Biden’s trillion-dollar budget will lead to financial collapse

Social Security is the single most expensive program the federal government runs. By itself, Social Security already accounts for a quarter of every dollar Washington spends. 

And even all that spending isn’t enough: Social Security’s “unfunded liabilities” — how much money the government would need today to make up the difference between the money that will be paid into Social Security in the future and the benefits that have been promised — is about $40 trillion

How much is $40 trillion? It is all the money in the world — literally: All the cash in circulation, plus all the deposits in checking accounts and savings accounts, adds up to about $40 trillion. That is a big hole to climb out of. 

And now Social Security payments are about to go up by 6 percent. The reason? Social Security payments are linked to inflation. 

When prices go up, so do Social Security payments. Seniors will enjoy the extra money, but problem is that raising Social Security payments to match inflation is likely to cause more inflation, necessitating another increase in Social Security payments, which will cause yet more inflation. Et cetera. 

Just as inflation can cause more inflation, one of the biggest drivers of today’s budget deficits are yesterday’s budget deficits. The federal government is currently spending more than half a trillion dollars a year on interest payments for money borrowed in the past — money that already has been spent. That’s more than we spend on any cabinet agency except the Department of Defense — and the cost of interest payments is getting close to that. We are something like the fool who uses a new credit card to pay his old credit card without ever paying down the debt, instead adding to it every day.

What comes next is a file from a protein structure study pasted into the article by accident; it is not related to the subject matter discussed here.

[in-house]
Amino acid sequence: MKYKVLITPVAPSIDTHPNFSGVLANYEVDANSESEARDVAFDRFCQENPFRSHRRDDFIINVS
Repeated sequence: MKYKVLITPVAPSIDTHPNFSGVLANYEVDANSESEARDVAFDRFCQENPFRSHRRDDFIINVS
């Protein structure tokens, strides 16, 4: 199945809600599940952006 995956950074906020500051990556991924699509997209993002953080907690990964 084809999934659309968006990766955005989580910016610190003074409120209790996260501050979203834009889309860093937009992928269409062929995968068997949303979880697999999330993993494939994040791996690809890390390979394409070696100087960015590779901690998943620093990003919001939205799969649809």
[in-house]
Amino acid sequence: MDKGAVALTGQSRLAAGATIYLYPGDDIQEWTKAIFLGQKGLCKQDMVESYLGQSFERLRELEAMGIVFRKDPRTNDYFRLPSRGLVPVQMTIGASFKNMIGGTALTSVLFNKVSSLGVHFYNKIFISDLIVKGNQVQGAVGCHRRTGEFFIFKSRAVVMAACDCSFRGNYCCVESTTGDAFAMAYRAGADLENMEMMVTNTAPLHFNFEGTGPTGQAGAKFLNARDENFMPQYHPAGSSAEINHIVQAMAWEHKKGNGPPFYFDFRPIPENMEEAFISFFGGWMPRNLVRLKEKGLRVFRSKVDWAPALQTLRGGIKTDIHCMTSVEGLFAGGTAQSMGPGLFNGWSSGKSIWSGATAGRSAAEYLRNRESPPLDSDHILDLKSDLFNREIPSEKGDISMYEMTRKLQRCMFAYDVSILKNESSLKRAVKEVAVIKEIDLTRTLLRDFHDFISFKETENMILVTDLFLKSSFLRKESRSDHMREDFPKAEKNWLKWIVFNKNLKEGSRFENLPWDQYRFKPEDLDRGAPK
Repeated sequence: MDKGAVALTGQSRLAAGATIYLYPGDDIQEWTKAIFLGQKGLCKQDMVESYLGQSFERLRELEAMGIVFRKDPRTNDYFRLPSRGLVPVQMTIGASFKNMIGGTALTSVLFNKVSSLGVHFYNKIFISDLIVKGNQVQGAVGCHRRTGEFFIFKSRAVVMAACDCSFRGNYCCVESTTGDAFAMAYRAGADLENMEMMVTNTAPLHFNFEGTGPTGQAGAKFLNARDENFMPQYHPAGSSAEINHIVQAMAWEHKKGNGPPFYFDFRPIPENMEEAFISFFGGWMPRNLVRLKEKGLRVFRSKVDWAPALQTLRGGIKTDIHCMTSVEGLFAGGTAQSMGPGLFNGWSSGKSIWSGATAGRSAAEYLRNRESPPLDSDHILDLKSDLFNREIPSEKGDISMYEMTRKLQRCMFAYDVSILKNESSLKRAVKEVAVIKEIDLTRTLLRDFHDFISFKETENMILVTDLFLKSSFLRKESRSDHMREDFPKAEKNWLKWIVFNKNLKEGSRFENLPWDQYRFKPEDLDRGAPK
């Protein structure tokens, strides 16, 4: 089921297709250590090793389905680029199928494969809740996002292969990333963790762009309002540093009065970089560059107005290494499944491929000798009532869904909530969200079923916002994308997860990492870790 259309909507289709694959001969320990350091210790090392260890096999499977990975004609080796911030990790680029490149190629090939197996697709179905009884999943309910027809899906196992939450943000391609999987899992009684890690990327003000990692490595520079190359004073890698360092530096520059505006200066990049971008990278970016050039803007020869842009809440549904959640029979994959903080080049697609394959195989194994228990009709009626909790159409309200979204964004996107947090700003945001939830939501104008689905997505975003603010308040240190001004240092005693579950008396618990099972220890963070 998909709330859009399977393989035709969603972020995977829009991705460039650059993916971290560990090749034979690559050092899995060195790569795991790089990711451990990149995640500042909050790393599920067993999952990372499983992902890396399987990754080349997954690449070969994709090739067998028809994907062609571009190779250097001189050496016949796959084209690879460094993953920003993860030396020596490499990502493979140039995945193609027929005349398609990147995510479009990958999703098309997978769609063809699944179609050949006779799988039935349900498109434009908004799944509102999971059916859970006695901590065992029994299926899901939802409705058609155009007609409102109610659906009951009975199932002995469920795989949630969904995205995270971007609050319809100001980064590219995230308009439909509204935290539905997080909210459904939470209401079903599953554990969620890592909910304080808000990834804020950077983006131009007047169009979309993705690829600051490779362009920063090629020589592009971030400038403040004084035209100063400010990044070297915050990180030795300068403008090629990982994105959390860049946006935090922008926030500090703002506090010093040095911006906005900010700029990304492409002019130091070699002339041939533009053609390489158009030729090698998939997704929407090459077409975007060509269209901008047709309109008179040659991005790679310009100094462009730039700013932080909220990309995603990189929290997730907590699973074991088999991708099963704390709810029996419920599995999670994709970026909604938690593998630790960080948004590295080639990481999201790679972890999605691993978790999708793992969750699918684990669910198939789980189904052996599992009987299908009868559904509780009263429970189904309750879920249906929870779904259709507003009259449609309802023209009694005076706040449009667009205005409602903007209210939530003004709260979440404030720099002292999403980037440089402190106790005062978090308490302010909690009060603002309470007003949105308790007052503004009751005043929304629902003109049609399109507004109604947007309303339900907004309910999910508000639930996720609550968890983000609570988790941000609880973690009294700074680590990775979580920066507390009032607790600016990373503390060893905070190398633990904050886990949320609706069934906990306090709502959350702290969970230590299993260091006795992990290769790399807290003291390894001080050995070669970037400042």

No one will take responsibility for this. 

The annual cost of our interest payments grew by $100 billion over the course of Donald Trump’s presidency, while Joe Biden and his congressional enablers are working overtime to do even worse. Republican Congresses and Democratic Congresses both have been to blame.  …

When all the money in the world isn’t enough to make good on our promises, it is time to think fearfully about Stein’s Law, named for economist Herbert Stein: “If something cannot go on forever, it will stop.” 

Our budget game is one part musical chairs, one part Russian roulette, and somebody is going to have to lose when the music stops. 

America is going into debt at an unprecedented rate, but what is even more alarming is that its leadership does not acknowledge that this is even a problem!

It was hard to wrap our minds around borrowing a trillion dollars to stave off the 2008 financial crisis. But now the Treasury forecasts that the United States will be borrowing nearly a trillion dollars every year from now on! That is astronomical. …

When it is politically expedient, Democrats will condemn runaway spending. But when it comes to their programs, they always want to spend more. Sadly, the same can be said of Republicans. Both parties claim they want to be fiscally responsible, but both keep spending and adding more debt.

The government’s new spending plan will hit the oft-revised debt ceiling, which is currently at $20.5 trillion, by mid-March. Rather than raising the debt limit, the new budget deal signed into law on February 9 completely removes the cap on borrowing until March 1, 2019. This means the national debt will be allowed to grow unchecked for an entire year. When the suspension ends, it will automatically be increased to reflect the borrowing that occurred in the interim. The Committee for a Responsible Federal Budget estimates that when it resets, it could easily be set as high as $22 trillion.

America is addicted to debt. We are hooked on it like we are hooked on drugs, and no one is serious about conquering this nation-destroying addiction.